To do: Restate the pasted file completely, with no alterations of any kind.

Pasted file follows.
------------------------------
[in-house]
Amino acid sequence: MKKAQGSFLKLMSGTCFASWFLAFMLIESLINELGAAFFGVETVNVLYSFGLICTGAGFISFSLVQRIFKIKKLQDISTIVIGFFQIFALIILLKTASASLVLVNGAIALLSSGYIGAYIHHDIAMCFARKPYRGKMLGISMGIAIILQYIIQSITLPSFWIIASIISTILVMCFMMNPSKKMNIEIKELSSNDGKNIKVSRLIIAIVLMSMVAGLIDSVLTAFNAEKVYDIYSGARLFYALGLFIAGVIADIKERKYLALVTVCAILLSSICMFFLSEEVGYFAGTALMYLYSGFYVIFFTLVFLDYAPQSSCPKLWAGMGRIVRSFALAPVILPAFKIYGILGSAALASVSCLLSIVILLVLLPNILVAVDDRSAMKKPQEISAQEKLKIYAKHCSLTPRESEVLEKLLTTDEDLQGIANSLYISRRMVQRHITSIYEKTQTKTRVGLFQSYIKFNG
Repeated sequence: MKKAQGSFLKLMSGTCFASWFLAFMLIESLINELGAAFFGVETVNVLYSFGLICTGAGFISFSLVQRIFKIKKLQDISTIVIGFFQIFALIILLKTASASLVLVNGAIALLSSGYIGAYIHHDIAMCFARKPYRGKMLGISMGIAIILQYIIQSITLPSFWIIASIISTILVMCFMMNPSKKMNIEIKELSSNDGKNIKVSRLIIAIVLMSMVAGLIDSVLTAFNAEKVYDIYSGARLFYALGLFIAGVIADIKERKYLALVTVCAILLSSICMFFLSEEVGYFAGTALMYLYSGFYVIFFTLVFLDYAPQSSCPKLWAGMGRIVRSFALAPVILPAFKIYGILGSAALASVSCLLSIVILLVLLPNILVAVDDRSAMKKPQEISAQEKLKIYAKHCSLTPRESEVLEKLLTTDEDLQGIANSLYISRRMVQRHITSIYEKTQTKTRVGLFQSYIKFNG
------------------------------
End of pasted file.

[in-house]
Amino acid sequence: MKKAQGSFLKLMSGTCFASWFLAFMLIESLINELGAAFFGVETVNVLYSFGLICTGAGFISFSLVQRIFKIKKLQDISTIVIGFFQIFALIILLKTASASLVLVNGAIALLSSGYIGAYIHHDIAMCFARKPYRGKMLGISMGIAIILQYIIQSITLPSFWIIASIISTILVMCFMMNPSKKMNIEIKELSSNDGKNIKVSRLIIAIVLMSMVAGLIDSVLTAFNAEKVYDIYSGARLFYALGLFIAGVIADIKERKYLALVTVCAILLSSICMFFLSEEVGYFAGTALMYLYSGFYVIFFTLVFLDYAPQSSCPKLWAGMGRIVRSFALAPVILPAFKIYGILGSAALASVSCLLSIVILLVLLPNILVAVDDRSAMKKPQEISAQEKLKIYAKHCSLTPRESEVLEKLLTTDEDLQGIANSLYISRRMVQRHITSIYEKTQTKTRVGLFQSYIKFNG
Repeated sequence: MKKAQGSFLKLMSGTCFASWFLAFMLIESLINELGAAFFGVETVNVLYSFGLICTGAGFISFSLVQRIFKIKKLQDISTIVIGFFQIFALIILLKTASASLVLVNGAIALLSSGYIGAYIHHDIAMCFARKPYRGKMLGISMGIAIILQYIIQSITLPSFWIIASIISTILVMCFMMNPSKKMNIEIKELSSNDGKNIKVSRLIIAIVLMSMVAGLIDSVLTAFNAEKVYDIYSGARLFYALGLFIAGVIADIKERKYLALVTVCAILLSSICMFFLSEEVGYFAGTALMYLYSGFYVIFFTLVFLDYAPQSSCPKLWAGMGRIVRSFALAPVILPAFKIYGILGSAALASVSCLLSIVILLVLLPNILVAVDDRSAMKKPQEISAQEKLKIYAKHCSLTPRESEVLEKLLTTDEDLQGIANSLYISRRMVQRHITSIYEKTQTKTRVGLFQSYIKFNG